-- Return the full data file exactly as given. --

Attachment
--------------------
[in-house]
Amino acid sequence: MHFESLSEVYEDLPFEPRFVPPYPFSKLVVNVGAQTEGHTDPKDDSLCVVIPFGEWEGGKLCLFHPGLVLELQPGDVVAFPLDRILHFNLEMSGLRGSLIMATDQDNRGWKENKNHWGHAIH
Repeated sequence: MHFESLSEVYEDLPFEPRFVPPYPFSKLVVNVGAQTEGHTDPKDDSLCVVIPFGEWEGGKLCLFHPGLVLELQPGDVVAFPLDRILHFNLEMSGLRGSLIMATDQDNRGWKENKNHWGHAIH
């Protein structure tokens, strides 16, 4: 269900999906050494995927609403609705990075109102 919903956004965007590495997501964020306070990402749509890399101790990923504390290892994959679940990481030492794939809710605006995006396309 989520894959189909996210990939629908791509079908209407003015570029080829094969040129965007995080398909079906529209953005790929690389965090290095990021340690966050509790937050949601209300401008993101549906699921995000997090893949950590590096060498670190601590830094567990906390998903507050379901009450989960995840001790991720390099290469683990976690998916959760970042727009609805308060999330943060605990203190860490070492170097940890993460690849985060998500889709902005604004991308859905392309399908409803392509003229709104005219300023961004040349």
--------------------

[in-house]
Amino acid sequence: MHFESLSEVYEDLPFEPRFVPPYPFSKLVVNVGAQTEGHTDPKDDSLCVVIPFGEWEGGKLCLFHPGLVLELQPGDVVAFPLDRILHFNLEMSGLRGSLIMATDQDNRGWKENKNHWGHAIH
Repeated sequence: MHFESLSEVYEDLPFEPRFVPPYPFSKLVVNVGAQTEGHTDPKDDSLCVVIPFGEWEGGKLCLFHPGLVLELQPGDVVAFPLDRILHFNLEMSGLRGSLIMATDQDNRGWKENKNHWGHAIH
């Protein structure tokens, strides 16, 4: 269900999906050494995927609403609705990075109102 919903956004965007590495997501964020306070990402749509890399101790990923504390290892994959679940990481030492794939809710605006995006396309 989520894959189909996210990939629908791509079908209407003015570029080829094969040129965007995080398909079906529209953005790929690389965090290095990021340690966050509790937050949601209300401008993101549906699921995000997090893949950590590096060498670190601590830094567990906390998903507050379901009450989960995840001790991720390099290469683990976690998916959760970042727009609805308060999330943060605990203190860490070492170097940890993460690849985060998500889709902005604004991308859905392309399908409803392509003229709104005219300023961004040349």